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Editorial

  • Police, politicians and the public

    It would be naive to think that politicians do not, or at least try to, interfere in or influence the work of the police. Whether they succeed and to what extent depends very much on how brazen a politician is and on a police commissioner’s...

  • The battle to keep a lid on waste

    Early in his papacy, Pope Francis I, who has made a more modest lifestyle one of the key-stones of his tenure, said in one of his weekly addresses: “Throwing away food is like stealing from the table of those who are poor and hungry”. In Catholic...

  • Three big errors in less than a year

    It will not be long now before people start getting weary of the government’s habit of blaming the previous Nationalist administration for every bad thing that comes up or whenever it finds itself in a muddle. New governments everywhere tend to do...

  • Action or stumble under the lard

    Food stalls dotting Valletta’s streets during carnival thrived as whole families hungrily queued for kebabs, sweets or burgers and chips. The fast food outlets too burgeoned while healthy food options were nowhere in sight. This clearly explains...

  • Populism is speeding well ahead

    If there is one area where this country could do with more discipline, it is on our roads. The careless, selfish, irresponsible and dangerous driving standards of what is unfortunately a large number of drivers, combined with growing traffic...

  • Malta’s new President

    The government has decided to nominate Social Solidarity Minister Marie Louise Coleiro Preca as the next President of Malta. She will replace George Abela whose term of office expires on April 4. The decision to propose Ms Coleiro Preca as head of...

  • Editorial: The problems with detention

    The incidents we witnessed at a migrants’ detention centre last Tuesday were not new, but they have once again raised pertinent questions the government will almost certainly choose to ignore. Detained migrants interrupted a planned visit by MPs...

  • Pay-on-collection proposal makes sense

    What made good, logical sense 18 years ago ought to remain so today but not, apparently, in politics. In 1996, Alfred Sant’s short-lived Labour government had proposed a €1.16 nominal charge on each prescription for medicine from the State hospital.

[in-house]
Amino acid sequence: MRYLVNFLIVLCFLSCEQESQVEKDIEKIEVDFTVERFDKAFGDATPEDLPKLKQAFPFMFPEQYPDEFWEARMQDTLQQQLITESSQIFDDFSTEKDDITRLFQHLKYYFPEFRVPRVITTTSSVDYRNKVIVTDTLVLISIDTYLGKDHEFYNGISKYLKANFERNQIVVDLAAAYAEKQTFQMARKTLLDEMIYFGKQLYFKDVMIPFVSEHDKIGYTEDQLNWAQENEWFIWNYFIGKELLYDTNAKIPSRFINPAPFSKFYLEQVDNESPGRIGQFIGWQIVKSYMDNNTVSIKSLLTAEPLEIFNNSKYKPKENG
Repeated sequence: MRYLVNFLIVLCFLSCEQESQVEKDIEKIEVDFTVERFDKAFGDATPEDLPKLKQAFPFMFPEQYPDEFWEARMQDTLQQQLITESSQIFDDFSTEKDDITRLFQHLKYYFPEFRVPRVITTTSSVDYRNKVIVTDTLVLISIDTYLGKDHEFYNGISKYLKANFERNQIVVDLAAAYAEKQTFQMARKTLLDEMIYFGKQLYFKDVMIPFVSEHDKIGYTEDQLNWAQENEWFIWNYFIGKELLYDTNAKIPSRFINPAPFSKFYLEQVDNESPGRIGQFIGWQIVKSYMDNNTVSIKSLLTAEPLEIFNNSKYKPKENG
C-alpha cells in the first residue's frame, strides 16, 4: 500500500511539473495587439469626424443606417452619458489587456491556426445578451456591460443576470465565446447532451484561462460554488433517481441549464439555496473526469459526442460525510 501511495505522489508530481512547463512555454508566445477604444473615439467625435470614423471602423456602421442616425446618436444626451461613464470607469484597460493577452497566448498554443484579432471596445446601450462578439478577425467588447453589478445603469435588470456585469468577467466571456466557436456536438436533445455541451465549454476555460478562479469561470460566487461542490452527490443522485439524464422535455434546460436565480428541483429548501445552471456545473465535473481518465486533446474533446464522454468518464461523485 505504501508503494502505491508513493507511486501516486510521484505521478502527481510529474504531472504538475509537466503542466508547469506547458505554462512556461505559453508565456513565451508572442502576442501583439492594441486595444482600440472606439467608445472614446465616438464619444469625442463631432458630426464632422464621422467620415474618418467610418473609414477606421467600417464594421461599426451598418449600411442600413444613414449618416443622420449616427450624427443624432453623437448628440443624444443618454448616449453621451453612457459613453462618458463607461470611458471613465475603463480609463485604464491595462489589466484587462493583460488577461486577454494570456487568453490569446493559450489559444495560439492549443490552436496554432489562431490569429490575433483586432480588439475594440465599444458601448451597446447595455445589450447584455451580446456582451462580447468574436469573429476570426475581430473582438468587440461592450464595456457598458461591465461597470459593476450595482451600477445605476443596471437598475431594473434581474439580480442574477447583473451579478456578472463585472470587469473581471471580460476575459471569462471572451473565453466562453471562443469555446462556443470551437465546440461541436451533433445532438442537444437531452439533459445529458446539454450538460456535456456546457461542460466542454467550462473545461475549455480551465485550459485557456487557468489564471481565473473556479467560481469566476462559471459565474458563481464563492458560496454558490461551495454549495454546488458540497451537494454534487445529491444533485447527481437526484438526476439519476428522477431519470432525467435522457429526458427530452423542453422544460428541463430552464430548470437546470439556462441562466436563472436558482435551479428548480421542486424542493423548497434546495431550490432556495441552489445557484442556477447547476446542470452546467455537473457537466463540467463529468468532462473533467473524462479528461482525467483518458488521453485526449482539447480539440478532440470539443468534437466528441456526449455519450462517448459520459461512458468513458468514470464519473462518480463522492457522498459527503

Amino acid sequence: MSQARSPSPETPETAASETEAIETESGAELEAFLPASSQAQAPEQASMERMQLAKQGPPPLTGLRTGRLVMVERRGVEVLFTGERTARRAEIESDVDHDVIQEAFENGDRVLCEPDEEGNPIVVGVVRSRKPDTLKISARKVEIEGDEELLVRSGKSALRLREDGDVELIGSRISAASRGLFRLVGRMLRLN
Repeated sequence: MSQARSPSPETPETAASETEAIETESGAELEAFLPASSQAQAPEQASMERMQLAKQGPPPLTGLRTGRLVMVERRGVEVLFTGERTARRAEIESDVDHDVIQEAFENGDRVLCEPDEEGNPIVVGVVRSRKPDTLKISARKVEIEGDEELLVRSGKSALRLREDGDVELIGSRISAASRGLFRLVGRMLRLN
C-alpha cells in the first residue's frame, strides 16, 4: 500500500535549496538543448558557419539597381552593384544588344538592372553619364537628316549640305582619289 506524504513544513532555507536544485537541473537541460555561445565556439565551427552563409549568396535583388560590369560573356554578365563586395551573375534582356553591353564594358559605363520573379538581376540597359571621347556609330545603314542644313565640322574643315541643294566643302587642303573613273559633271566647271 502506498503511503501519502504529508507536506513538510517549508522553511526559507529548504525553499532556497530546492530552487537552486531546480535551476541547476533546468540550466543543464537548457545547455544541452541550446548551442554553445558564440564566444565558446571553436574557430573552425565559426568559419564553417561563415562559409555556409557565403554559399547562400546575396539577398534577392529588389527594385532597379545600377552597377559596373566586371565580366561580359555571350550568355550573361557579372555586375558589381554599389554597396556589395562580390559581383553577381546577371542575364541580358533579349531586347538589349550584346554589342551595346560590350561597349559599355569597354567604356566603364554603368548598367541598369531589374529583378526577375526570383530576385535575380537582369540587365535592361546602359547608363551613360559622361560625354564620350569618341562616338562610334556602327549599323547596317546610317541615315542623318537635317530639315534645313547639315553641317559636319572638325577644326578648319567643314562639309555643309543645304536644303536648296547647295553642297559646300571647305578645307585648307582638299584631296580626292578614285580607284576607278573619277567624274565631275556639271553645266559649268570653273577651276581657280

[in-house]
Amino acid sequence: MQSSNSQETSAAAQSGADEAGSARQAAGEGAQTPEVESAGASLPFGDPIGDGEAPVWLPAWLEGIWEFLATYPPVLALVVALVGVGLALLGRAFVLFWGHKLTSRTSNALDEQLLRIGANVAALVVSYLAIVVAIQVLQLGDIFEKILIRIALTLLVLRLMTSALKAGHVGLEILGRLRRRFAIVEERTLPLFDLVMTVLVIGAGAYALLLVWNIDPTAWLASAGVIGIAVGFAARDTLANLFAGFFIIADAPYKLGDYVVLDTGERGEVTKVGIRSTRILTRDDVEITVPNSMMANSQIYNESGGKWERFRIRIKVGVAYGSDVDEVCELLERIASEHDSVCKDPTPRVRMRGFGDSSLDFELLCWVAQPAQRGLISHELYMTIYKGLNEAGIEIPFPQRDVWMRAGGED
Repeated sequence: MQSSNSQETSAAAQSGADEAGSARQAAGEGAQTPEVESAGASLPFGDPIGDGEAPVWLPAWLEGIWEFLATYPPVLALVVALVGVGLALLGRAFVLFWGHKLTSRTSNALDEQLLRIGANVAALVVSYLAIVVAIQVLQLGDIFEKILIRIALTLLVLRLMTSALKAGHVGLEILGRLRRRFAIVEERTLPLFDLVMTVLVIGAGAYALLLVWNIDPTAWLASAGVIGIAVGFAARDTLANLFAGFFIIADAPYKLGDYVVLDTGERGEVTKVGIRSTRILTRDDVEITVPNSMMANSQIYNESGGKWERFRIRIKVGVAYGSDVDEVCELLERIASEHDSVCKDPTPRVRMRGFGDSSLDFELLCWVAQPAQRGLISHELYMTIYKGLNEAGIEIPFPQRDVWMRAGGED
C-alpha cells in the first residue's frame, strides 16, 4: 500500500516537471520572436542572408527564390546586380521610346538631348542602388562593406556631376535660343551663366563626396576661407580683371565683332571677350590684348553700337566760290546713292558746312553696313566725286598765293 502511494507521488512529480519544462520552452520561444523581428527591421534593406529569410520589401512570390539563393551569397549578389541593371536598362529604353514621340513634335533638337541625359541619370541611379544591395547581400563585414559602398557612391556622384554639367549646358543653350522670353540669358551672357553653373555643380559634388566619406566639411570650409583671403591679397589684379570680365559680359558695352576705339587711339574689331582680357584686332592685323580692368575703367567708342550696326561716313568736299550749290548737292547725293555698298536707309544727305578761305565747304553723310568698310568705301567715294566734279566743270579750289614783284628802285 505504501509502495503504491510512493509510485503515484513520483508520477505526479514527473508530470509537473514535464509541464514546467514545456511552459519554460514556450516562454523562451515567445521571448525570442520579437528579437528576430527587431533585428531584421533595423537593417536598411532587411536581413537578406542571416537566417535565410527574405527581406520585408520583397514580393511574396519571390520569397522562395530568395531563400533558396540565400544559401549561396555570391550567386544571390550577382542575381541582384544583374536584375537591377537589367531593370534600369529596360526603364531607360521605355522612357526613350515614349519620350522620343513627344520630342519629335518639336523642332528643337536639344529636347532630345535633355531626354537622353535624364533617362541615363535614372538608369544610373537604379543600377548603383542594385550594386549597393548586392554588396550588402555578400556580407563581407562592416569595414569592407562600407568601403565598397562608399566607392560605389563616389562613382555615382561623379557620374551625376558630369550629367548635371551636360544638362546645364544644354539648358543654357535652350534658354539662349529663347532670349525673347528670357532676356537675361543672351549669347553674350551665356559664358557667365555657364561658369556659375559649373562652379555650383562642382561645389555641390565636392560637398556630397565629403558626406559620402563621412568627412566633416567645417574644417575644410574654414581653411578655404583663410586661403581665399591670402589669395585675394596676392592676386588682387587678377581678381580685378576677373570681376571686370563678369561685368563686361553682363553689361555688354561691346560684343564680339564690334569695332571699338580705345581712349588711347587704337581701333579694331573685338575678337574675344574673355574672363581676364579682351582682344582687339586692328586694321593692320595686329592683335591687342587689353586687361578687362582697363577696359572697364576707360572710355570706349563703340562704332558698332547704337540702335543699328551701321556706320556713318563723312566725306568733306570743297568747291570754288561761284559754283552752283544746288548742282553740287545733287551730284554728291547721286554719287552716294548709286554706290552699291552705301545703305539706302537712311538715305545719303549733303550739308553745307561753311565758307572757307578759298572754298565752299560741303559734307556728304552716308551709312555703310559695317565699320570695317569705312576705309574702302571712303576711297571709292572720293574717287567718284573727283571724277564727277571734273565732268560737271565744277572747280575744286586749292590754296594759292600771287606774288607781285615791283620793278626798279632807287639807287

• Positive forecast for the economy

    Finance Minister Edward Scicluna has good reason to be satisfied with the European Commission’s winter economic forecast, although it will be ill-advised either for him or his government to be euphoric. Set against the recovery which, according to...

  • Management of an educational crisis

    Education Minister Evarist Bartolo has told members of the Malta Council for Economic and Social Development that “the education system is in crisis and needs to be made more relevant to contemporary society”. Those who follow the educational...

  • Concern over rising jobless figure

    When, some time ago, the Nationalist Party accused the government that it was not doing enough to generate new jobs, it retorted with arguments meant to prove the opposite. The point the Opposition has been making is that the rate of job creation...

  • A sure way to make crime pay

    The government says it is not interested in the small fry because it is the spider spinning the web of corruption it wants to catch. Well done, we should say, had it not also decided at the same time to absolve those who bribed public officers to...

  • A paradigm shift in water management

    A dangerously popular misconception is that water, just like the air we breathe, is free and that we only pay for the cost of having it delivered to our homes. This fallacy is possibly one of the biggest economic and social threats that we will be...

  • The smart meter scam

    The action taken by the government to put an end to the theft of electricity from Enemalta is to be welcomed. The claim that the debt-stricken State-owned corporation was losing €30 million a year in lost revenue as a result of the smart meter...

  • Way forward in public healthcare

    What is particularly striking in the latest report on the healthcare service, published just days ago, is the fact that more people are seeking private treatment, confirming the dissatisfaction over the public health service. According to the...

  • Sharing the spoils of government

    The revelation made by The Sunday Times of Malta that veteran Labour MP Joe Debono Grech has been employed as a consultant to the Gozo Ministry was just the latest in a string of public sector appointments awarded to government backbenchers. The...

  • The cape sorrel versus man’s greed

    As storms battered Britain and most northern European countries shivered in the cold, Malta basked in spectacular sunshine, heralding the early days of spring. It is the kind of weather the island usually gets in March and came right after a spell...

  • An improved local enforcement system?

    Malta and Gozo’s 68 local councils are divided into five regional committees for the purposes of enforcement services in connection with traffic and parking offences in their areas. The five regional committees have the legal power to employ...

  • Preventing abuse and neglect of elderly

    The moral strength of any society can be measured by the quality of care it gives to children and the elderly. Maltese society has traditionally treasured family values, and the concept of the extended family that often includes parents and...

  • Sick roots beneath educational failure

    Politicians often like to project themselves as the champions of education. Tony Blair had said he had three priorities for his government: education, education, education. His predecessor Winston Churchill was probably more pragmatic when he said...

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